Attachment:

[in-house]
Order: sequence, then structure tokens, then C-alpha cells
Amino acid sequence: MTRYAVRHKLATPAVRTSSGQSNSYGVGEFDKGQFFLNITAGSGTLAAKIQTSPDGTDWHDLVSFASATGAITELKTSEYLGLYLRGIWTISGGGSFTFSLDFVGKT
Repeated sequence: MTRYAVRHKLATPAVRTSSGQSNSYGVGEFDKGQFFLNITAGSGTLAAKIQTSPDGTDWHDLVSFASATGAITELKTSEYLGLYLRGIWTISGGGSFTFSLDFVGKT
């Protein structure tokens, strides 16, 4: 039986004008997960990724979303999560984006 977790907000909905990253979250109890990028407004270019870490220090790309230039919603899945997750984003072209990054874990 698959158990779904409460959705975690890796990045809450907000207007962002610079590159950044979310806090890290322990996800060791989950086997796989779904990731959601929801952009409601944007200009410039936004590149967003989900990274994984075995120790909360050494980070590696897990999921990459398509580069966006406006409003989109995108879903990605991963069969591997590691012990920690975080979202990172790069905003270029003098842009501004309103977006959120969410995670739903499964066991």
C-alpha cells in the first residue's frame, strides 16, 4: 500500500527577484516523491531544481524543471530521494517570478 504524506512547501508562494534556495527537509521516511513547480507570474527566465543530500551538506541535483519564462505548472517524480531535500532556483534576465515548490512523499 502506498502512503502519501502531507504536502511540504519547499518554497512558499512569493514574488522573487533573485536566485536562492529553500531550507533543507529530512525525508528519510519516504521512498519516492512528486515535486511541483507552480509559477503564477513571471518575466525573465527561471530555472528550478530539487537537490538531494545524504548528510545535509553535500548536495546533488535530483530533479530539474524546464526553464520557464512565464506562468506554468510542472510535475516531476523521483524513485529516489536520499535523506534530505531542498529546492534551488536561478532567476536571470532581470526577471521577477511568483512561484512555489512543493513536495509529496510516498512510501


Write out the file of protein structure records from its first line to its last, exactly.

[in-house]
Order: sequence, then structure tokens, then C-alpha cells
Amino acid sequence: MTRYAVRHKLATPAVRTSSGQSNSYGVGEFDKGQFFLNITAGSGTLAAKIQTSPDGTDWHDLVSFASATGAITELKTSEYLGLYLRGIWTISGGGSFTFSLDFVGKT
Repeated sequence: MTRYAVRHKLATPAVRTSSGQSNSYGVGEFDKGQFFLNITAGSGTLAAKIQTSPDGTDWHDLVSFASATGAITELKTSEYLGLYLRGIWTISGGGSFTFSLDFVGKT
């Protein structure tokens, strides 16, 4: 039986004008997960990724979303999560984006 977790907000909905990253979250109890990028407004270019870490220090790309230039919603899945997750984003072209990054874990 698959158990779904409460959705975690890796990045809450907000207007962002610079590159950044979310806090890290322990996800060791989950086997796989779904990731959601929801952009409601944007200009410039936004590149967003989900990274994984075995120790909360050494980070590696897990999921990459398509580069966006406006409003989109995108879903990605991963069969591997590691012990920690975080979202990172790069905003270029003098842009501004309103977006959120969410995670739903499964066991």
C-alpha cells in the first residue's frame, strides 16, 4: 500500500527577484516523491531544481524543471530521494517570478 504524506512547501508562494534556495527537509521516511513547480507570474527566465543530500551538506541535483519564462505548472517524480531535500532556483534576465515548490512523499 502506498502512503502519501502531507504536502511540504519547499518554497512558499512569493514574488522573487533573485536566485536562492529553500531550507533543507529530512525525508528519510519516504521512498519516492512528486515535486511541483507552480509559477503564477513571471518575466525573465527561471530555472528550478530539487537537490538531494545524504548528510545535509553535500548536495546533488535530483530533479530539474524546464526553464520557464512565464506562468506554468510542472510535475516531476523521483524513485529516489536520499535523506534530505531542498529546492534551488536561478532567476536571470532581470526577471521577477511568483512561484512555489512543493513536495509529496510516498512510501